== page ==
In The Four Horsemen Of The Apocalypse in 1921, the anti-war epic whose genuine ambition and intelligence makes it Valentino’s best film, he plays the pampered and indulged grandson of an Argentinian plutocrat, who goes on to have a scandalous affair in Paris with a married woman but is redeemed by his gallant service for France in World War One. Valentino has a glorious tango scene in which he capriciously throws his female partner to the floor—he does much the same thing while dancing the mazurka in The Eagle (1925), where he plays a Russian army officer. In Blood And Sand (1922), he plays a smolderingly proud Spanish bullfighter who marries his childhood sweetheart but has an affair with a cynical and wealthy woman of the world who taunts him: “Someday you will beat me with those strong hands—I want to know what that feels like.” His fanbase may have indulged in just that steamy reverie. His cult-like charisma could be said to have a link to the fascist dictators who were becoming famous the same time as him and who understood the vast reach of the cinema and its intimate access to people’s hearts and minds—although Benito Mussolini loathed Valentino for wanting American citizenship.
Yet Valentino himself in private was a gentler and more self-questioning soul than he ever portrayed on screen, a man who never quite survived the emotional stress of two unhappy marriages, neither of which brought the fatherhood he yearned for, and who was passionately devoted to his mother, who was born in the French town of Lure, and with whom he spoke French at home. His great protector and patron, the screenwriter and executive June Mathis, was a mother figure to him. Valentino incidentally gave us the awards season: before the Academy Awards existed, he came up with the idea of an acting prize, the Rudolf Valentino Medal, which was awarded just once—to John Barrymore.
There was what audiences in 1921 and 2023 would with different resonances call a queer side to Valentino. There is a shiver of it, when he says to Lady Diana in The Sheik, referring to her riding outfit: ““You make a very charming boy, but it was not a boy I saw two nights ago in Biskra”—that is, the dancing girl in the casino. In the seafaring tale Moran Of The Lady Letty (1922), Valentino plays Ramon, a ladies-man who finds himself aboard a ship where he falls for a female sailor called Moran who is mannish in every particular and really wants to be a man. He says wonderingly to her: “I never knew a girl could be like you…you swear like a man and you dress like a man and you’re strong.”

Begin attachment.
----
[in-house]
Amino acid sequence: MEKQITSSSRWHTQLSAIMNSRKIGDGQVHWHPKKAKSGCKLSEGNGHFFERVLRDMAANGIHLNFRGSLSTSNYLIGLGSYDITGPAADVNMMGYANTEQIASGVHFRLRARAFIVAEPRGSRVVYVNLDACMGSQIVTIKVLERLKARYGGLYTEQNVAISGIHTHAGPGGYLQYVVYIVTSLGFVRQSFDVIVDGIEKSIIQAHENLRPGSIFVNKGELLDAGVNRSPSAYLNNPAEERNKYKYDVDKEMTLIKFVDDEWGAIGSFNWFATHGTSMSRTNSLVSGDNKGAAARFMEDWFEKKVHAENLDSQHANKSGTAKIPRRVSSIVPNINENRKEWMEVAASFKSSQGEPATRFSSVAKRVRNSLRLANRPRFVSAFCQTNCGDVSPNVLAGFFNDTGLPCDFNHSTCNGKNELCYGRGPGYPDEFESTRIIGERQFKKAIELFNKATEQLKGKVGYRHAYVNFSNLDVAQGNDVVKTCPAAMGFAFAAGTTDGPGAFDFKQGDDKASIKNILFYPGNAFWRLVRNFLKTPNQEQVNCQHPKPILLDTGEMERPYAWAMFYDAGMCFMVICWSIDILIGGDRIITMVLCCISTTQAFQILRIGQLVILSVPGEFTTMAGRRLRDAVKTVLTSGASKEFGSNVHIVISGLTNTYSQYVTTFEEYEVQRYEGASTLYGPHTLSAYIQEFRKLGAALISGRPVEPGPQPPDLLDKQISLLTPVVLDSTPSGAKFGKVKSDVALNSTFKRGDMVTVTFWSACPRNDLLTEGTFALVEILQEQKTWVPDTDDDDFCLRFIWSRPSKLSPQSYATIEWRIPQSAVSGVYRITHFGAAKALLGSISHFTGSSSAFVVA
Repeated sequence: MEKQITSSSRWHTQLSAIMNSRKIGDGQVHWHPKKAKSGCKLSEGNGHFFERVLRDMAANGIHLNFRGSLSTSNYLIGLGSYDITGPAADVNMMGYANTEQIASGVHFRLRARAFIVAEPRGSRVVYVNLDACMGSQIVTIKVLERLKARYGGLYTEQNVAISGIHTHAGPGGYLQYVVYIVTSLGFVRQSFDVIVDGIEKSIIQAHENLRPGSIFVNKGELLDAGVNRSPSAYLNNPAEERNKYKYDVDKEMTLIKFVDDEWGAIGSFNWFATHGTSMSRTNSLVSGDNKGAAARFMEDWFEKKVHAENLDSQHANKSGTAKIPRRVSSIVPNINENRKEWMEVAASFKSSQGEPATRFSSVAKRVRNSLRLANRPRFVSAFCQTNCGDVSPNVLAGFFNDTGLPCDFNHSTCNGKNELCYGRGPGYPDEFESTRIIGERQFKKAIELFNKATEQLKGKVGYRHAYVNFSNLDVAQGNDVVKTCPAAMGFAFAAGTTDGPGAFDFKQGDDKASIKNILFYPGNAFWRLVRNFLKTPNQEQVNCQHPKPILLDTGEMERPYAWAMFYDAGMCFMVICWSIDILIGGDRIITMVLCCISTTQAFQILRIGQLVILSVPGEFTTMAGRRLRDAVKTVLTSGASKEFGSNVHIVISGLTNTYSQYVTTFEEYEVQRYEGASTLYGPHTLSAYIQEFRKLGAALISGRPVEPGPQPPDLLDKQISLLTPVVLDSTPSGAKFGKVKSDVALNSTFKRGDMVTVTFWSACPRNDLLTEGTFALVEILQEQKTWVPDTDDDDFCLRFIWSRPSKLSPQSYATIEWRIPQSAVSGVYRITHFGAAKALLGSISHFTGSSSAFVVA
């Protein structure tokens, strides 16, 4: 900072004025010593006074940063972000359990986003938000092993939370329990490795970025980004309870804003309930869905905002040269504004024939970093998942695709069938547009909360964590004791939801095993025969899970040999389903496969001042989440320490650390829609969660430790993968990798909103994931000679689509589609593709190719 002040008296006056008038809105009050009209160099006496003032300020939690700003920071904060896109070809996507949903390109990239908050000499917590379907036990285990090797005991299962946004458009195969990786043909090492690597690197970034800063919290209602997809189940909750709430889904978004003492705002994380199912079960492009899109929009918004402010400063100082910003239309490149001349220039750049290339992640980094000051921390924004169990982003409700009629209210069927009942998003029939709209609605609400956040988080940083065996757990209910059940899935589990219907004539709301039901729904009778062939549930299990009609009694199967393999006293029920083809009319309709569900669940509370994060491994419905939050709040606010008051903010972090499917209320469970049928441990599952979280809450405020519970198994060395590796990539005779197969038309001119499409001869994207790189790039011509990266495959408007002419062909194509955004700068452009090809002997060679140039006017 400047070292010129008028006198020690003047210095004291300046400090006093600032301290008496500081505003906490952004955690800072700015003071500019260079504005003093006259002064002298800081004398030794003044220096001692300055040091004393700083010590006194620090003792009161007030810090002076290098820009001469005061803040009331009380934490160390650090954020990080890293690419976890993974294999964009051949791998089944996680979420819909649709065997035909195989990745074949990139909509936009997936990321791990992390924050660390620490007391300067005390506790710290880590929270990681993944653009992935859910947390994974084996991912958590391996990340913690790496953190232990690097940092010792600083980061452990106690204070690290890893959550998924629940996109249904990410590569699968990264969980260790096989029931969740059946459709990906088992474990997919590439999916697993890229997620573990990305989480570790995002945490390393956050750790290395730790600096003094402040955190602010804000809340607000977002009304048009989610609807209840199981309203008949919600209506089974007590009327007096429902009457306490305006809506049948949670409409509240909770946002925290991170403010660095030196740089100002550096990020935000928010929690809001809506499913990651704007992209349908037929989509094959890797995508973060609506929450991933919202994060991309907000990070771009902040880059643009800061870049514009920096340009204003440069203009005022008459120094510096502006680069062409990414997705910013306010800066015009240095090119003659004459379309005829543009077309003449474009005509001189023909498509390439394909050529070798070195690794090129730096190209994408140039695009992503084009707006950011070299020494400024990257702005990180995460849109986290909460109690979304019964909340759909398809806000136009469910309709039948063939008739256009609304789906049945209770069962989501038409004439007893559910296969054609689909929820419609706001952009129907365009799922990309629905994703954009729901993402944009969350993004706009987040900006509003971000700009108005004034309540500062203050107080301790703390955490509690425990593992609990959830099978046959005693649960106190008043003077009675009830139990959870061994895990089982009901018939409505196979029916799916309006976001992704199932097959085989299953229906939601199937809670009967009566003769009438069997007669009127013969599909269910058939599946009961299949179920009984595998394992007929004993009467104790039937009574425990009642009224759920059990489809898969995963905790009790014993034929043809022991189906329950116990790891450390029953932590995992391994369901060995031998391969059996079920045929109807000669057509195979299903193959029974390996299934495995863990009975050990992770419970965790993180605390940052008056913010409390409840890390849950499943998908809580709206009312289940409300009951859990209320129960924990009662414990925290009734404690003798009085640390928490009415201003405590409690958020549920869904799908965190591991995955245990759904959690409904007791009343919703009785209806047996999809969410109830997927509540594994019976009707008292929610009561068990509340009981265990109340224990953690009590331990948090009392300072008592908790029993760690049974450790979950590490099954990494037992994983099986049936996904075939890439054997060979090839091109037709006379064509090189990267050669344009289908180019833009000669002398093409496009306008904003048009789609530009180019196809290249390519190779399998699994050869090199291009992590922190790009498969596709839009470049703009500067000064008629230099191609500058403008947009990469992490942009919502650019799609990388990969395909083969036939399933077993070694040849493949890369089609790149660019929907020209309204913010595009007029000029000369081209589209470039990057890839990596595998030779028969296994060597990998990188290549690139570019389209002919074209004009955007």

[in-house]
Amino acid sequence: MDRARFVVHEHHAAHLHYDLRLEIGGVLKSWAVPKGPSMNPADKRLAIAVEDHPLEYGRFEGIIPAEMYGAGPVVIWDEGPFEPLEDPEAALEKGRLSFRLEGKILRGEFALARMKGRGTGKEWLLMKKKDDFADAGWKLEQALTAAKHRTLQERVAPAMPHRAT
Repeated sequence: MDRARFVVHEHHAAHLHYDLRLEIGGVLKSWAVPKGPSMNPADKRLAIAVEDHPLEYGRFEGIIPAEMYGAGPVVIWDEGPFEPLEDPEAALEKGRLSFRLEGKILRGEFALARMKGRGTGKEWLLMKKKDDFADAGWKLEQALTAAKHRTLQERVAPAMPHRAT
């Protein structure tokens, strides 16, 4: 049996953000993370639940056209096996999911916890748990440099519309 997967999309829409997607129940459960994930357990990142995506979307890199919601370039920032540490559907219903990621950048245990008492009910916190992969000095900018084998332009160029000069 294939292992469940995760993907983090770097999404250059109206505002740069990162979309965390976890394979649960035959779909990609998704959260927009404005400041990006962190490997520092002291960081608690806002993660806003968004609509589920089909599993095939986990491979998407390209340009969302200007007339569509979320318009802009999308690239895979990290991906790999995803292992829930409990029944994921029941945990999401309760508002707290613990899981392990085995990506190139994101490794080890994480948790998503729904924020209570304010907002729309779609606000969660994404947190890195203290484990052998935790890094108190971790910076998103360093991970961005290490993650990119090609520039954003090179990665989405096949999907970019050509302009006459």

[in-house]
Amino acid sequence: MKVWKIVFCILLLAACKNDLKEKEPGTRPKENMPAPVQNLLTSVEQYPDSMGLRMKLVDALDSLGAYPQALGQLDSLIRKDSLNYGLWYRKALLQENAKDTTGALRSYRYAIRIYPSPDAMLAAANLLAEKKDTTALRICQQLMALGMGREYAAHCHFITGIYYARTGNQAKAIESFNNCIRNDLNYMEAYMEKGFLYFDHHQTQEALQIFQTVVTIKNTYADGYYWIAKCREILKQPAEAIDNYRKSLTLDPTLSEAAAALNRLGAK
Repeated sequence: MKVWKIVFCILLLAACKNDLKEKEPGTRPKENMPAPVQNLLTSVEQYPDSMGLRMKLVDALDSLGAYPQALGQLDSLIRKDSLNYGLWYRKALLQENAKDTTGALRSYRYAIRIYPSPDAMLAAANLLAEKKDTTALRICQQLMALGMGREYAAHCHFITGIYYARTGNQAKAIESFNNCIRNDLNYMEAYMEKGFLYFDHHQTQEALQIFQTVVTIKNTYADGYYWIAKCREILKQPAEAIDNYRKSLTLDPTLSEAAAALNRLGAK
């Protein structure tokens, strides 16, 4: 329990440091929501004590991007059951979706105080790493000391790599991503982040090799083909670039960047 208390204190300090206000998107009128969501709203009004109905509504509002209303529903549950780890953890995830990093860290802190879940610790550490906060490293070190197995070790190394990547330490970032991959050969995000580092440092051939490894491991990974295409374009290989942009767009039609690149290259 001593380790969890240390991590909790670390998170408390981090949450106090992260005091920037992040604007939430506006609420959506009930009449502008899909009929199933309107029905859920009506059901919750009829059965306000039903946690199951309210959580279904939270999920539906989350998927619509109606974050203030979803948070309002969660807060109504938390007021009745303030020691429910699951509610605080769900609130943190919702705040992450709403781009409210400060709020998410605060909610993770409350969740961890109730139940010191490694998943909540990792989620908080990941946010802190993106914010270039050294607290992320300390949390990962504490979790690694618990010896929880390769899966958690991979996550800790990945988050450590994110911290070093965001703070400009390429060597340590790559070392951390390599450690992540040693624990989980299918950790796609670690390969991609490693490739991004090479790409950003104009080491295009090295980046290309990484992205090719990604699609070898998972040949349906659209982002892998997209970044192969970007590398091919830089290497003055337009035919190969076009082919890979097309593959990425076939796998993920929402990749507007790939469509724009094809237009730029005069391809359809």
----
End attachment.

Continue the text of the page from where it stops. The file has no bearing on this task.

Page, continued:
Valentino wore clothes exquisitely well and had some of the proud attitudes of the prima donna; he had intense unapologetic vanity and he was often baited by the homophobic press. In a notorious article in the Chicago Tribune in 1926, the year of Valentino’s death, the anonymous author bewailed the state of American manhood, claiming a pink powder puff dispenser had been seen in a public men’s washroom, jeering: “Why didn’t someone drown Rudolph Guglielmo, alias Valentino, years ago?” Valentino was outraged, challenging the author to a boxing match (although it might have been a woman), threw himself into boxing workouts and sparring sessions and crucially ignored his growing stomach pains—because a real man doesn’t pamper himself with doctors and hospitals.
Did the press kill Valentino? Maybe. But his death was the mass-hysterical event which set the seal on his passionate legend, with hundreds of thousands of fans clamouring for a glimpse of the coffin and news stories of fans committing suicide. Kenneth Anger’s cult guide to the secrets of the golden age movie world, Hollywood Babylon, devotes a great deal of space to Rudy’s tempestuous life and death, claiming that the elevator boy of the Ritz in Paris was found dead, covered in Valentino photographs.
Valentino was Hollywood’s first master of desire, an actor with a strange, unwholesome, histrionic and very real talent for exploiting emotion, for unrepressing America’s desires. He was the inventor of passion on the movie screen.